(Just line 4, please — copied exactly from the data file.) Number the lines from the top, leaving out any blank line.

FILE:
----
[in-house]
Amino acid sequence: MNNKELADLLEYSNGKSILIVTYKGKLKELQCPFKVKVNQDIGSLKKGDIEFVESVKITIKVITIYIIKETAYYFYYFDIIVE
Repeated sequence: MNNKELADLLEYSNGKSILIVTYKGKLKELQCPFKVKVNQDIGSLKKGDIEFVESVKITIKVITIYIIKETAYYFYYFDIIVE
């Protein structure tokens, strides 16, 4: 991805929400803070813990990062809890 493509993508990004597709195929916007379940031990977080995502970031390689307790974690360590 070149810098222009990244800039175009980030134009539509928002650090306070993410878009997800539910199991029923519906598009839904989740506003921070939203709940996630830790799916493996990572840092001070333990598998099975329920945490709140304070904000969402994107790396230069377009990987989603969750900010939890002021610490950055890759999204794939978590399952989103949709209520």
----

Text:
């Protein structure tokens, strides 16, 4: 991805929400803070813990990062809890 493509993508990004597709195929916007379940031990977080995502970031390689307790974690360590 070149810098222009990244800039175009980030134009539509928002650090306070993410878009997800539910199991029923519906598009839904989740506003921070939203709940996630830790799916493996990572840092001070333990598998099975329920945490709140304070904000969402994107790396230069377009990987989603969750900010939890002021610490950055890759999204794939978590399952989103949709209520």